- Series: Networking Technology
- Paperback: 672 pages
- Publisher: Cisco Press; 2 edition (July 10, 2010)
- Language: English
- ISBN-10: 1587141167
- ISBN-13: 978-1587141164
- Product Dimensions: 7.3 x 1.5 x 9 inches
- Shipping Weight: 2.4 pounds (View shipping rates and policies)
- Average Customer Review: 11 customer reviews
- Amazon Best Sellers Rank: #2,046,304 in Books (See Top 100 in Books)
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Cisco Router Configuration Handbook (2nd Edition) (Networking Technology) 2nd Edition
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From the Back Cover
Fast answers and reliable solutions for all widely-used Cisco router features - all in one time-saving guide
About the Author
David Hucaby, CCIE No. 4594, lead network engineer for the University of Kentucky, runs healthcare networks based on Cisco technologies. Steve McQuerry, CCIE No. 6108, a consulting systems engineer with Cisco, specializes in helping enterprise customers plan data center architectures. He has been active in internetworking since 1991, and previously taught and developed Cisco-related coursework for Global Knowledge. Andrew Whitaker manages and teaches ethical hacking and Cisco courses. He holds multiple Cisco certifications. Hucaby and McQuerry co-authored Cisco Catalyst Switch Configuration Handbook.
Top customer reviews
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Well, I can't say how disappointed I am in my initial review of the book. I am a voice engineer and the UC section and the initial hardware overview section have not been updated which makes me concerned to rely on other sections of the book since I have to assume other sections haven't been updated since the first edition as well.
The initial hardware chapter still references hardware file system limitations for the 1003,1004,1005,1600,1700,2500,2600,3600,4000,as5200, and mc3810. It doesn't even make a mention of ISR 2800/3800/2900/3900 routers. There are many changes with the latest generation ISRG2's such as license enforcement and these topics are not covered.
In addition to the hardware overview, the book covers the Service Assurance Agent (SAA) which was renamed to IP SLA quite a while ago.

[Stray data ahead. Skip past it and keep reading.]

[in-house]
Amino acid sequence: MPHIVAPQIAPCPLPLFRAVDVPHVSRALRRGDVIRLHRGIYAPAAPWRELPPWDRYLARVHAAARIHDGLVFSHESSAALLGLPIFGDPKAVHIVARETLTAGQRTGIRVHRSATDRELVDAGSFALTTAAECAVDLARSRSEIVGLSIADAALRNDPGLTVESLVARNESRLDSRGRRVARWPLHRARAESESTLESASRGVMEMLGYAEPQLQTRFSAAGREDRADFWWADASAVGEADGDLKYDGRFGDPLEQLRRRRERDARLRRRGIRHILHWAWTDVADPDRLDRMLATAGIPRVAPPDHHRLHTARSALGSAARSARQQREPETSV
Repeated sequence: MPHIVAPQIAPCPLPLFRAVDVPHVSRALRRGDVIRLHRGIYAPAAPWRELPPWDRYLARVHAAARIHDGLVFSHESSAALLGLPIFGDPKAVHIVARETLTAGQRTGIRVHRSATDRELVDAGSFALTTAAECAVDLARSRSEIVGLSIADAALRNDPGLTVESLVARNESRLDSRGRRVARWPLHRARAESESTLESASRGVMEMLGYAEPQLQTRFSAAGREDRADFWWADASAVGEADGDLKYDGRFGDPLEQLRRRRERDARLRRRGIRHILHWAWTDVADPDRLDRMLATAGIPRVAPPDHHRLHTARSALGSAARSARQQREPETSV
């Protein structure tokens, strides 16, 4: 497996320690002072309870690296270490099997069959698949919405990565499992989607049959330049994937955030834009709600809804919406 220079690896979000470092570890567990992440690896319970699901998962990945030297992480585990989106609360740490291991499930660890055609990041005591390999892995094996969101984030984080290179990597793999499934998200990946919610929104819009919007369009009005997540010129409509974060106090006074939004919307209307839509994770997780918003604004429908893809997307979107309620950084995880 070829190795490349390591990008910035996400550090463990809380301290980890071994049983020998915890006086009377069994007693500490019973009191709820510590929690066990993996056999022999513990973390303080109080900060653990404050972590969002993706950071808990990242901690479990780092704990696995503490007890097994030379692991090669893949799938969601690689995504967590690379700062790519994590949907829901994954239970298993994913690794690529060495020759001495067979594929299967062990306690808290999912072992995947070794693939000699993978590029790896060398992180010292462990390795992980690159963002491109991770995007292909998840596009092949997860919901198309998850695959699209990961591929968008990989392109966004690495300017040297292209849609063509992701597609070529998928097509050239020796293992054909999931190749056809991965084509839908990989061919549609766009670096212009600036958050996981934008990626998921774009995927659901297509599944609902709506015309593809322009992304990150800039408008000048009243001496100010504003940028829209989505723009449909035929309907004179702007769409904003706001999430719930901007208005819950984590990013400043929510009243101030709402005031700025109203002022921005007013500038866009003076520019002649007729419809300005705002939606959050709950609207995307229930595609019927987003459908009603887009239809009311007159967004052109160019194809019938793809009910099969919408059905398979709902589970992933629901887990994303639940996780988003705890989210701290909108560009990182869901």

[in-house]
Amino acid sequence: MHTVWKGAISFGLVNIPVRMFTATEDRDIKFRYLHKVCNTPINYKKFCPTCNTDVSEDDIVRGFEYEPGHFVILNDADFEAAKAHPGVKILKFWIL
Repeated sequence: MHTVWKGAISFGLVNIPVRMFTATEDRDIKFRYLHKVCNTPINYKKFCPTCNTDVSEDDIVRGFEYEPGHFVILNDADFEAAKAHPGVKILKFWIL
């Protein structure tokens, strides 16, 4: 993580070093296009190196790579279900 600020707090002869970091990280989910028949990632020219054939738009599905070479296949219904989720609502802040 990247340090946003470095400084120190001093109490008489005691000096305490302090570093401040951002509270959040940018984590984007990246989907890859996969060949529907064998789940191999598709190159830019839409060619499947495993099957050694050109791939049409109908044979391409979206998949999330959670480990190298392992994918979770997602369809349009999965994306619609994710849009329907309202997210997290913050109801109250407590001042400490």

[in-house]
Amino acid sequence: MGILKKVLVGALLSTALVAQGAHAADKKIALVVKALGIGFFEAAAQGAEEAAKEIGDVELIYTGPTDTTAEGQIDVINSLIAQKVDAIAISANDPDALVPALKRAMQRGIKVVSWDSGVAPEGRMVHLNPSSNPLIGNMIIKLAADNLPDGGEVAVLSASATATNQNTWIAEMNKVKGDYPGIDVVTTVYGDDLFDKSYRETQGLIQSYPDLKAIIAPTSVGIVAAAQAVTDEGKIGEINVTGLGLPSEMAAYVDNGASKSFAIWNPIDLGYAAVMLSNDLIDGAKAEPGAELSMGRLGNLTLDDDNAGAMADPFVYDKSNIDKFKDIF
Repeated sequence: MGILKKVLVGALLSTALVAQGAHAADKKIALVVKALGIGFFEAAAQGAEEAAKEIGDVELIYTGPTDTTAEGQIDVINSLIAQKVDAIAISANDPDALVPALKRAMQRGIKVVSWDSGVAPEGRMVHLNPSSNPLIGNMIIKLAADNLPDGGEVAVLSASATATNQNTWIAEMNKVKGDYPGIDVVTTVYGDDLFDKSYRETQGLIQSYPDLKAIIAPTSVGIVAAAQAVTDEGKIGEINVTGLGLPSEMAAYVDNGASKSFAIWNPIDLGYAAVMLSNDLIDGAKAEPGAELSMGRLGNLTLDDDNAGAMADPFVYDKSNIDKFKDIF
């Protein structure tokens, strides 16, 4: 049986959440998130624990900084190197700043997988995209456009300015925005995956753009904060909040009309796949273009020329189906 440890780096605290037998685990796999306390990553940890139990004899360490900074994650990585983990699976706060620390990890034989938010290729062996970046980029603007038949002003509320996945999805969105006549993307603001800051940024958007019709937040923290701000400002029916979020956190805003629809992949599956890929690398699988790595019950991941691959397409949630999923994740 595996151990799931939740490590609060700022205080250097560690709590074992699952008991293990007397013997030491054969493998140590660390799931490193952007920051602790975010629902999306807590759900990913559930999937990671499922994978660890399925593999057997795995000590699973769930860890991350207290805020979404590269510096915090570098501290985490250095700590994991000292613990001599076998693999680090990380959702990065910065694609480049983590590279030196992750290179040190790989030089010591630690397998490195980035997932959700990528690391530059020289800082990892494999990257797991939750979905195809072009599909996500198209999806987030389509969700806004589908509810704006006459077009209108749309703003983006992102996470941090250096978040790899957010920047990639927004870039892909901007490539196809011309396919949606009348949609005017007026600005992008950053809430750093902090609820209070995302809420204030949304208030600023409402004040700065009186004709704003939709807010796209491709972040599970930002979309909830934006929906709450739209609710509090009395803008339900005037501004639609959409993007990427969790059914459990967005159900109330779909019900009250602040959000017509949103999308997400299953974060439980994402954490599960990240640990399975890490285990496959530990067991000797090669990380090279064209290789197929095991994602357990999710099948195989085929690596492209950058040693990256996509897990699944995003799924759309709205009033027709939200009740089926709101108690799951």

Buffer / Memory management sections also cover old router models and don't make mention of the newer routers.
==Voice / Unified Communications Chapter==
This chapter does have a note that indicates the section covers configuration for the newer 2800/2900/3800 but in my opinion does not appear to contain many recent additions.
It mentions G711/G729 without even listing the newer codecs such as G722 and ilbc. The DSP configuration section has not been updated for ISRs or ISRG2s. It lists older models by name. ISR and ISR G2 DSP architecture is significantly different from the older routers and this section does not have any information on the current shipping router models. SAA is also mentioned here as well and the configuration tasks listed are not relevant to the new IP SLA configuration.
In summary, there is ALOT of information covered in this book including a lengthy section on IPv6. However, it is a "configuration handbook" not a theory book, and in many cases the book has not been updated to reflect the recent changes within Cisco router hardware or software development.
This book will be useful for someone new to Cisco routers or someone who is dabbling in areas outside of their expertise. However for someone experienced in Cisco IOS it may contain too much outdated information to be useful or relevant to the current technologies in the latest 12.4T or 15.x IOS trains.
One impressive section is chapter 9, on Quality of Service. To the extent that IPv4 has no intrinsic QoS, the chapter, insofar as it pertains to v4 traffic, shows the many ways in which Cisco has been able to work around this limitation.
But there could have been some improvements in the text. It assumes that you already have a Cisco router hooked up to your network. Where the mechanics of doing so, and the initial setup of the router might be specific to that model. Which is fair enough, but perhaps the text should explicitly tell the reader at the start to refer to her hardware manuals for the initial setup. Because the first chapter plunges right in, assuming the router is already on the network.
On page 41 there is this enigmantic statement - "you must have the cryptographic software image for your router". There are several problems with this. First, what is a software image? This term does not appear to be defined prior to that page. Then, what is a cryptographic software image? The index is nonexistent on both. Also, how do you tell whether you have this thing or not? And if you do not have it, how can you get it? What is the background of the reader? Should she be expected to already know all this?
While the authors are clearly qualified to write the book, their problem is that they have internalised their subject. The above statement could or should have been expanded into an entire paragraph that gives more information.
On page 172, for the chapter on Mobile IP, there should be a diagram on or next to that page of a home agent, foreign agent and mobile node. Page 177 has an example with such a diagram, but it's too far away. If the reader has never met mobile IP before, the chapter's start is too obscure without an adjacent diagram.
You probably won't read this entire book from cover to cover. Instead you'll read the first few chapters and then go to other places in the book when you are looking for something specific.
Most recent customer reviews
It wont go deep into the technology but it will go straight to the configuration.Read more